|Gil Shaham in the park|
It is not often that one gets to hear the same soloist play the same concerto in the course of a month, with a different orchestra and conductor. Friday's matinee performance by the New York Philharmonic featured Gil Shaham playing William Walton's lone Violin Concerto, a 20th century composition which blends post-Romanticism and jazz influences to create one of the composer's most enduring works.
Here, Mr. Shaham played with firm, robust tone, soaring where he previously skittered, and racing through the complex solo passages with robust tone and an intimate warmth. The intonation problems and reediness that plagued last month's Philadelphia Orchestra concert had disappeared. The soloist was smoothly accompanied by conductor Ludovic Morlot.
Mr. Morlot is a French conductor on the rise, with a brisk style that brought out clarity and depth throughout the complex textures of the orchestra. These qualities extended to the rest of the program, which explored the deep connection between the Russian compositions of Modest Mussorgsky and the music of Maurice Ravel
The concert opened with the prelude to Mussorgsky's unfinished opera Khovanschinha, a brief, evocative tone poem also known as "Dawn over the Moscow River." Khovanschinha tells the story of the rise of Tsar Peter the Great by showing the effect of Russia's political struggles across all levels of society.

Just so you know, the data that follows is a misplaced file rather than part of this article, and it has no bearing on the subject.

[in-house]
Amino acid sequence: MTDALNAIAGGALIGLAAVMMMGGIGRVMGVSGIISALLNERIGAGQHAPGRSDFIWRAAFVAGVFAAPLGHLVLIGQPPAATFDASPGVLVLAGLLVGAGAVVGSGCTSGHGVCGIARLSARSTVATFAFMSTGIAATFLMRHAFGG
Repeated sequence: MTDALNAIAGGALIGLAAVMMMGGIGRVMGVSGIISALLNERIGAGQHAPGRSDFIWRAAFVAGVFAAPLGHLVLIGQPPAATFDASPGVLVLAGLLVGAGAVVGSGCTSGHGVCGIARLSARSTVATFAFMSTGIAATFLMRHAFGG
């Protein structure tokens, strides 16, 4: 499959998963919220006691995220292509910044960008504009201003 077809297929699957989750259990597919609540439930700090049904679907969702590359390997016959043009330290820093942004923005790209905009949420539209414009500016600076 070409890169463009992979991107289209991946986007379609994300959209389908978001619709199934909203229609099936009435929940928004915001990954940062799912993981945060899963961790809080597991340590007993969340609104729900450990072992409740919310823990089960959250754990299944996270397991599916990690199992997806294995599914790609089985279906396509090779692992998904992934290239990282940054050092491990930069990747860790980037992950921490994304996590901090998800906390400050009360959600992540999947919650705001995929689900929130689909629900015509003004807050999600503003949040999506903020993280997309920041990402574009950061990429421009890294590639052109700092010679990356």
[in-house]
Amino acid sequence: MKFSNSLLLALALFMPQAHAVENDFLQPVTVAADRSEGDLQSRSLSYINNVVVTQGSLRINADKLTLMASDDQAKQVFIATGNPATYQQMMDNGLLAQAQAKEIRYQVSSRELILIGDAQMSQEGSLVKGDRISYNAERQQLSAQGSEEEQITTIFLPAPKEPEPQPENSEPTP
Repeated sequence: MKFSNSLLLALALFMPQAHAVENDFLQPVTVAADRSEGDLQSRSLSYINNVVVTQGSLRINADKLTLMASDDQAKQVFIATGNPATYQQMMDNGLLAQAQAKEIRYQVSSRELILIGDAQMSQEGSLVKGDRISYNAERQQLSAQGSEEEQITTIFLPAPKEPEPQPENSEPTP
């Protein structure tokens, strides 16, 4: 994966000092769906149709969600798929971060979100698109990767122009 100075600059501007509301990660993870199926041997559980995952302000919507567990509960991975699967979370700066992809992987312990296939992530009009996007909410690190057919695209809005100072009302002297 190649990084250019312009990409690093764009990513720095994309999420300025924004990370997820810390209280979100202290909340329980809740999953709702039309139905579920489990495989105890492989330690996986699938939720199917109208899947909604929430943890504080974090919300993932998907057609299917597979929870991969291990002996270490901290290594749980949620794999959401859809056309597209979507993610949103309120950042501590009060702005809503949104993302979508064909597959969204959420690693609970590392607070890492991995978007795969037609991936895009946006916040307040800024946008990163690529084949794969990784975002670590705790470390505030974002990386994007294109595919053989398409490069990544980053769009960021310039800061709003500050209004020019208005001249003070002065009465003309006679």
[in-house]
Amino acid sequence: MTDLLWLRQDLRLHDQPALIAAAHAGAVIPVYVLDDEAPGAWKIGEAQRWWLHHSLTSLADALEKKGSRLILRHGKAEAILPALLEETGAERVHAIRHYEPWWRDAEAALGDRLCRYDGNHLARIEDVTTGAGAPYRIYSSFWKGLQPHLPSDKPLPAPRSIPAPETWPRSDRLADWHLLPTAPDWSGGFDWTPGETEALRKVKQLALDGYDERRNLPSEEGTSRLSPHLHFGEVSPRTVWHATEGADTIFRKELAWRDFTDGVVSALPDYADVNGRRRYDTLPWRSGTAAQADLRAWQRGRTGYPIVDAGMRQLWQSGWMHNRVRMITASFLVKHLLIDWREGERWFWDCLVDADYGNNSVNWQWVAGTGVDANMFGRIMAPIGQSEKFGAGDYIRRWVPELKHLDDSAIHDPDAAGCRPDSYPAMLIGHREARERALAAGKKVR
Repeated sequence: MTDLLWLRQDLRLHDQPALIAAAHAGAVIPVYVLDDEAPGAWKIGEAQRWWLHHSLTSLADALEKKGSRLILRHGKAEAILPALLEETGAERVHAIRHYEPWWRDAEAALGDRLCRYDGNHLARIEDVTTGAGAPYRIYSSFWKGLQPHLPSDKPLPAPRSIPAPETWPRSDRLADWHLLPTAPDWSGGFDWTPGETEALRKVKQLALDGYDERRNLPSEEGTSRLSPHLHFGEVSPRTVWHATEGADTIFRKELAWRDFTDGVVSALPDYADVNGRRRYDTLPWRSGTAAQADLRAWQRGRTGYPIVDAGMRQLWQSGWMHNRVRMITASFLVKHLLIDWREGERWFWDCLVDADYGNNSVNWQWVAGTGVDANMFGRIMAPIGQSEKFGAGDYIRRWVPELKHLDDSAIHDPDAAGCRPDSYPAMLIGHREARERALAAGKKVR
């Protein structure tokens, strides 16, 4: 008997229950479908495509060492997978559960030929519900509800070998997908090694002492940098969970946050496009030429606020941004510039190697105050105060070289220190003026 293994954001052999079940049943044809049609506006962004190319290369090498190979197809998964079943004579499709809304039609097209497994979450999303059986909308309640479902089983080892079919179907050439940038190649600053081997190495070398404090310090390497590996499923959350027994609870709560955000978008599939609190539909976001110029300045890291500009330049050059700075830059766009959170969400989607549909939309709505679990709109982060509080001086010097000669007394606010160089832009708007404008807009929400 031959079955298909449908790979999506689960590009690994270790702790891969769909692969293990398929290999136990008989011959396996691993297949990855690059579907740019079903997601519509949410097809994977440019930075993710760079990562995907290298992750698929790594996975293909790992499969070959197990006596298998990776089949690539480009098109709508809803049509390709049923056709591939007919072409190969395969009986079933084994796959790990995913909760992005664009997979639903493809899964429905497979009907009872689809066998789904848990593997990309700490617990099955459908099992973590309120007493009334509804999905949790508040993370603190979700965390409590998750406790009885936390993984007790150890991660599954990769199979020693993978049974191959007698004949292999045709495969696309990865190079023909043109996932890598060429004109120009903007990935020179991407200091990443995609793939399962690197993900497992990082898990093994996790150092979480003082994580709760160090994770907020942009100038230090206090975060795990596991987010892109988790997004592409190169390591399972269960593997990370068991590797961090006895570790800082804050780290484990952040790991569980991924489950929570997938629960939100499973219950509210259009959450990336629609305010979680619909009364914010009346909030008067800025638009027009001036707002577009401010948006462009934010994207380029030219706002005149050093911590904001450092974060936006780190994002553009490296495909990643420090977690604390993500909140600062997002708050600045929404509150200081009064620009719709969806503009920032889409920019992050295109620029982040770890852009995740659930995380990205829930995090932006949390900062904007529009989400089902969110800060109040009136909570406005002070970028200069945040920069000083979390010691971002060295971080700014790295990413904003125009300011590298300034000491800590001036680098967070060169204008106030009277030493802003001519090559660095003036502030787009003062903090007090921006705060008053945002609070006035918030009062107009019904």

This performance used Rimsky-Korsakov's orchestration, and Mr. Morlot brought out the shimmering, impressionistic textures in strings and woodwinds, firmly supported by the Philharmonic horns. If it seemed a little light in weight for such a serious piece, the fault may lie with Rimsky, who made a posthumous effort to "brighten" his friend's often gloomy music.
The second half of the program started with Ravel's Pavane pour un Infante Defunte, played at a brisk pace, as if Mr. Morlot wanted to get the funeral proceedings over quickly. It was followed by that composer's orchestration of Mussorgsky's Pictures at an Exhibition, a work that always brings out the best in this orchestra.
Pictures was originally a piano composition, ad Mr. Morlot's leading of the piece brought out some of the work's original, rugged qualities through Ravel's elaborate orchestration. Fine playing from a number of Philharmonic soloists, including tubist Alan Baer, the trumpets and horns, and of course the woodwinds, made for an invigorating stroll through Mussorgsky's imaginary gallery. The final Great Gate of Kiev was played with power and authority, in a resonant affirmation of Mussorgsky's genius.